Monday, March 11, 2013


When you've spent hours and hours and hours knitting something, the (almost) saddest thing thing that can happen is a big snag in it. (The very saddest thing is to lose it.) But if you wear a handknit—whether you knit it or bought it—things are going to happen. If you're a knitter you know, you DO NOT CUT the loose yarn to get rid of the snag. Now the rest of you have been warned. That's just going to make a hole. If it's a sweater, you can carefully pull the snag through to the back side so that it doesn't show.

But on a shawl or scarf, where both sides are visible the best repair is to work that pulled yarn into the knit. I've always tried to do this with a yarn needle. But when you use one, you must have enough "tail" to turn the needle before working. So I've used a crochet hook to weave the short yarn tail back into the knit.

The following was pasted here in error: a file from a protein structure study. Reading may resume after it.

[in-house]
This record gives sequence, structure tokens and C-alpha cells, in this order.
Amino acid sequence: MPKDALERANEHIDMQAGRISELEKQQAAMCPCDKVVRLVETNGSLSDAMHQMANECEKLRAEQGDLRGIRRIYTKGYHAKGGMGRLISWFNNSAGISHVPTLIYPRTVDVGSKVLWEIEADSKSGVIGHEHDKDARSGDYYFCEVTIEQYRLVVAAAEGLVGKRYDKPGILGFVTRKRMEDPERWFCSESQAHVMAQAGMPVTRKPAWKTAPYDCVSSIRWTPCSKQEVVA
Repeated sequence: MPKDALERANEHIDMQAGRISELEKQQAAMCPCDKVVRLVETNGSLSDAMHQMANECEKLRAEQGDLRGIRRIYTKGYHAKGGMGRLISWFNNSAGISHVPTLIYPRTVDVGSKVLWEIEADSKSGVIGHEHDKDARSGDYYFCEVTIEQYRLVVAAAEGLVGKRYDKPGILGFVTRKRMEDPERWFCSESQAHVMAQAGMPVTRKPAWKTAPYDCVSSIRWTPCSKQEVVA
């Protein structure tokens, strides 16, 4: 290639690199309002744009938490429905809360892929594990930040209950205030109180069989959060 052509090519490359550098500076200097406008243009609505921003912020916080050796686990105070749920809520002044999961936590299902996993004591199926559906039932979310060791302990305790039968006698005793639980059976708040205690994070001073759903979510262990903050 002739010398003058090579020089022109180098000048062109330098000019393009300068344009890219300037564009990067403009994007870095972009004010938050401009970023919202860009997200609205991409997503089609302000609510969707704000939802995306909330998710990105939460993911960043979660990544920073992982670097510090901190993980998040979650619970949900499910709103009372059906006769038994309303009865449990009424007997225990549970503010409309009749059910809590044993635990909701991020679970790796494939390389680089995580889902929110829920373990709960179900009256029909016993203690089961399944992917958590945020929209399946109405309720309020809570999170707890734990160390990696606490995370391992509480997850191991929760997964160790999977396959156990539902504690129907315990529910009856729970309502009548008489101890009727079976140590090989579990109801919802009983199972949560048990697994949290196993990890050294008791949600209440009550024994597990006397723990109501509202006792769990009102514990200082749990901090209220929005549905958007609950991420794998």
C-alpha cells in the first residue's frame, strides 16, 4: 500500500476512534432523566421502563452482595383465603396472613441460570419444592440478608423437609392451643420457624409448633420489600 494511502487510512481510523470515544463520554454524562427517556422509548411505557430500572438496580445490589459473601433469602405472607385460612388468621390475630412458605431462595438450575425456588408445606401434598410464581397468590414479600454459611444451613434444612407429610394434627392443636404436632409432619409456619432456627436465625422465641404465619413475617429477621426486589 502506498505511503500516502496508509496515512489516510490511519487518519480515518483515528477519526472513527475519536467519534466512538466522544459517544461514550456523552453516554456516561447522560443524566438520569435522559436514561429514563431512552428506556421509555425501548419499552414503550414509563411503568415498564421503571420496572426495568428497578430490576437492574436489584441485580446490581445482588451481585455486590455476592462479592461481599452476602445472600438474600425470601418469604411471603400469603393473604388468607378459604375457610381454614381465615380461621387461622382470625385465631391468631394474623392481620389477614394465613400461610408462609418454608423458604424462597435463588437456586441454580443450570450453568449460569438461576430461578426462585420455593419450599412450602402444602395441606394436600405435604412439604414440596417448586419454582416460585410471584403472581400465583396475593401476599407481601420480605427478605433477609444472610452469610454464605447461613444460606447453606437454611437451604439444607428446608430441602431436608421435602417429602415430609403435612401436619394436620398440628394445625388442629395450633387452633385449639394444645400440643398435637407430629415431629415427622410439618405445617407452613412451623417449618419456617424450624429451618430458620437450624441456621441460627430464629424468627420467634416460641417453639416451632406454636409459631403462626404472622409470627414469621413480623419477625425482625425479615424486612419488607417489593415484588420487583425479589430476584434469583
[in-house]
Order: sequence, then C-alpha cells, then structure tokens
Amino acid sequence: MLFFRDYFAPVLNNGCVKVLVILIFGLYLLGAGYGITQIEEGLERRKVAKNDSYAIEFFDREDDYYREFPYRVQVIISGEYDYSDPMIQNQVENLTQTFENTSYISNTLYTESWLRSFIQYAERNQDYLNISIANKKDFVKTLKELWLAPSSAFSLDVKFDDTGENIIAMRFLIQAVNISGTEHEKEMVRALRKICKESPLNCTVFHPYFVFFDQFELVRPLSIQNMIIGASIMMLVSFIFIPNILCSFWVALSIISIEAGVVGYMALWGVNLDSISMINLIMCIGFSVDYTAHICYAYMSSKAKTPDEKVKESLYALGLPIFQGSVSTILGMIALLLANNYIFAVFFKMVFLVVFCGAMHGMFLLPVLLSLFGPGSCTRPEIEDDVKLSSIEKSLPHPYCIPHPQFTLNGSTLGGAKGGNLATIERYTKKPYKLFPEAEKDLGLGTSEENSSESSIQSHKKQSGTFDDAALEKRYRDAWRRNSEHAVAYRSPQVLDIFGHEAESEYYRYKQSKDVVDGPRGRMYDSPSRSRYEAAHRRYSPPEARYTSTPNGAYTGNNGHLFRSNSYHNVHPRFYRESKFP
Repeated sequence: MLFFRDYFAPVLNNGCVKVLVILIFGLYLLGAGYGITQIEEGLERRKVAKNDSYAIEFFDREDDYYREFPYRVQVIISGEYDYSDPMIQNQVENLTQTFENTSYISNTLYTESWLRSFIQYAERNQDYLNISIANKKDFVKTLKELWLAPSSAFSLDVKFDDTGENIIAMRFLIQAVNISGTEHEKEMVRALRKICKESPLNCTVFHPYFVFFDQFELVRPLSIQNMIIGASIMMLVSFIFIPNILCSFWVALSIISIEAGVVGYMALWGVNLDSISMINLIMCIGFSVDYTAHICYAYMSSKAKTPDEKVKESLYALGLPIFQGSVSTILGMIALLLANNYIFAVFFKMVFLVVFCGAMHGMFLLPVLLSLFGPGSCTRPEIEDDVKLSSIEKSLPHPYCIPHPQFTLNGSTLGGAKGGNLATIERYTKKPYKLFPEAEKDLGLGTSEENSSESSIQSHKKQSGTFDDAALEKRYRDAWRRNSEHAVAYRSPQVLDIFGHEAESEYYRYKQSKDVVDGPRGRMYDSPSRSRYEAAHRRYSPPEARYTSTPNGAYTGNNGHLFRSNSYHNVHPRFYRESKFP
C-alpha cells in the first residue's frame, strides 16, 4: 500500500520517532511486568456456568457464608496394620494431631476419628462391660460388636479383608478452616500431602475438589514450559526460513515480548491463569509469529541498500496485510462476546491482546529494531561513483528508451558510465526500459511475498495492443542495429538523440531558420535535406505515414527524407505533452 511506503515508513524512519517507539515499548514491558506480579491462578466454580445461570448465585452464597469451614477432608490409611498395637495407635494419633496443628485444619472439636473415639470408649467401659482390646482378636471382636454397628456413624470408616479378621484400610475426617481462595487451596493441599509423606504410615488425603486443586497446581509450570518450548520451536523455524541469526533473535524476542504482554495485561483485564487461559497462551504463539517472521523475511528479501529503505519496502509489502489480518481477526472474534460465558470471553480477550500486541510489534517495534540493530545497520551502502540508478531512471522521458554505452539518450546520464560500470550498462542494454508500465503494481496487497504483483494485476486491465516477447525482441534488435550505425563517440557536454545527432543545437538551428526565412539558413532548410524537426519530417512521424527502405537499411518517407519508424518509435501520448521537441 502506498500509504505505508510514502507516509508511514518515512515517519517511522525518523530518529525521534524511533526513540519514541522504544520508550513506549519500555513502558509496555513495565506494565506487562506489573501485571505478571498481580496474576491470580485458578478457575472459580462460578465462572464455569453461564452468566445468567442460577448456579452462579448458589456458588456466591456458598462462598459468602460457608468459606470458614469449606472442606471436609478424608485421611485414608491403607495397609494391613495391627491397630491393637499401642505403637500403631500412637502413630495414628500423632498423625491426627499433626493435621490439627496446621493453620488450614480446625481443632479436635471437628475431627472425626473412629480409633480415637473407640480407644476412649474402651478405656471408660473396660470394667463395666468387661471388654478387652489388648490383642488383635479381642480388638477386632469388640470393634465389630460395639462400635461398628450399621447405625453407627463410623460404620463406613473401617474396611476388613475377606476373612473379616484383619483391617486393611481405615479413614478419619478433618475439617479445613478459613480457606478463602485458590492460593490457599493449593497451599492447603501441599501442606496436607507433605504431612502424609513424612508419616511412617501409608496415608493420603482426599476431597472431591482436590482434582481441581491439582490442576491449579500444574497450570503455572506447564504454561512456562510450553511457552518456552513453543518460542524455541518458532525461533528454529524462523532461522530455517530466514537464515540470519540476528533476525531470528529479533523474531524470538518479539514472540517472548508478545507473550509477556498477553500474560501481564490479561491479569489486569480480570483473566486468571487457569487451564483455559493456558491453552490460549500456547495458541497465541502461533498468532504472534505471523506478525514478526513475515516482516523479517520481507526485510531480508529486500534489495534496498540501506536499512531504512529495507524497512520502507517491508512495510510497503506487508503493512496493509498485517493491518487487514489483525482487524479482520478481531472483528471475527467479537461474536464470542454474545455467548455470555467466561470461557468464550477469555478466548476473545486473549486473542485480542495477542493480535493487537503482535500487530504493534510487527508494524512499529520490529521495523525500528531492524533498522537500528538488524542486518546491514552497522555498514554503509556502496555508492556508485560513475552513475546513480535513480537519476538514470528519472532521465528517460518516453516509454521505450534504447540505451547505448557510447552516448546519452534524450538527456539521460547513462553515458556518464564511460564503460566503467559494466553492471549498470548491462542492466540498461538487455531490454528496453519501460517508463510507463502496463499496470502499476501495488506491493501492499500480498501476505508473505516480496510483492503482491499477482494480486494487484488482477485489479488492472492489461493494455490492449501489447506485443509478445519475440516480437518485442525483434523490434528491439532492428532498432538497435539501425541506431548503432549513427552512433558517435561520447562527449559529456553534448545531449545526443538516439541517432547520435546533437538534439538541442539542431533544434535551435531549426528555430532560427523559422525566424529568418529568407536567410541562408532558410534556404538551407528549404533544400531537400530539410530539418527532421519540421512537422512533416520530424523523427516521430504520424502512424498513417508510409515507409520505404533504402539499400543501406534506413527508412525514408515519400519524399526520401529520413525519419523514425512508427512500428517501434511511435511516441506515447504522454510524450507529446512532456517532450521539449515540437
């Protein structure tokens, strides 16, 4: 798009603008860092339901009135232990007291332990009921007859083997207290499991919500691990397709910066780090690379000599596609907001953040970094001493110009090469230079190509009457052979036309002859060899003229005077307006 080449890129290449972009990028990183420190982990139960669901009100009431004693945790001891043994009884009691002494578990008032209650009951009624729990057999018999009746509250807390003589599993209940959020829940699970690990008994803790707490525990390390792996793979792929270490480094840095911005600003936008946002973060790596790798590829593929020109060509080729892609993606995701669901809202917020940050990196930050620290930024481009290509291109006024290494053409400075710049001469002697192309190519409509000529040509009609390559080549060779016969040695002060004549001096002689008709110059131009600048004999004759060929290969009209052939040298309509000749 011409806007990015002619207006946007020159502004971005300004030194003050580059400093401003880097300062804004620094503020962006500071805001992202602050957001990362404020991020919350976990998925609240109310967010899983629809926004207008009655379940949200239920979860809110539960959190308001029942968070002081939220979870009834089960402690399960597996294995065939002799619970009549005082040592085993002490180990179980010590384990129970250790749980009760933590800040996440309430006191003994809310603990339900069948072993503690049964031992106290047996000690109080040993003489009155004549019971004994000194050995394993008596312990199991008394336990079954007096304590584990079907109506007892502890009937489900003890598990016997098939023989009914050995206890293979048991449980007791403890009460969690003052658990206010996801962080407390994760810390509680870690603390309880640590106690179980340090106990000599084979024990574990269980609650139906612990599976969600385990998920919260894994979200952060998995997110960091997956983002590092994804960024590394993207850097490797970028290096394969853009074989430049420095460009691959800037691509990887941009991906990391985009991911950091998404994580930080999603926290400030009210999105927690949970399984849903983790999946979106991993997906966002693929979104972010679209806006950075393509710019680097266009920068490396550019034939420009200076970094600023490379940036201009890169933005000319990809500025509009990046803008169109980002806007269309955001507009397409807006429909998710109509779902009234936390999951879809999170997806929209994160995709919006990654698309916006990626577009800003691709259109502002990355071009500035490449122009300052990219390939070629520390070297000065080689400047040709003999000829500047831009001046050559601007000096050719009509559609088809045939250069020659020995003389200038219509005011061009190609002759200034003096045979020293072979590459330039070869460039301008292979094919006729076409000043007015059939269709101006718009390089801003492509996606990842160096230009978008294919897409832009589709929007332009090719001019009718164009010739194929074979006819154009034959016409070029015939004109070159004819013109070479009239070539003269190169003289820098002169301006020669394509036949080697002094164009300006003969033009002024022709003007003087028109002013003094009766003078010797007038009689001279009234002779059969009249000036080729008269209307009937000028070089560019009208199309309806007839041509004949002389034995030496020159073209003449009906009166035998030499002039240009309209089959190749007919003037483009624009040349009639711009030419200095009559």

But some genius figured out to make the eye of the needle as long as the needle itself. I'd never seen these finishing needles until a few weeks ago. This is why I like to stop in yarn shops and look—even though I don't need any more yarn. There are treasures to be found. If I had skipped the yarn shop at the beach, I might not have come across these needles.

You thread the pulled yarn into the needle and then stick that tip next the yarn right into the stitches on the shawl. As you work the needle in and out of the shawl stitches, the yarn snag will slide down to the other end of the needle and you can work every smidge of the pull back into the shawl. Voila! Looks as good as new.

So even if you are not a knitter, you might find the "finishing needle" a handy tool. And my shawl is back is business. Warm weather is coming soon, so I want to wear my knits as much as I can now.

And in case you were wondering, yes, those are two different snags. One on each end. I need to be more careful.

1 comment:

  1. Snags just mean you are active. I've never seen these finishing needles. How clever!


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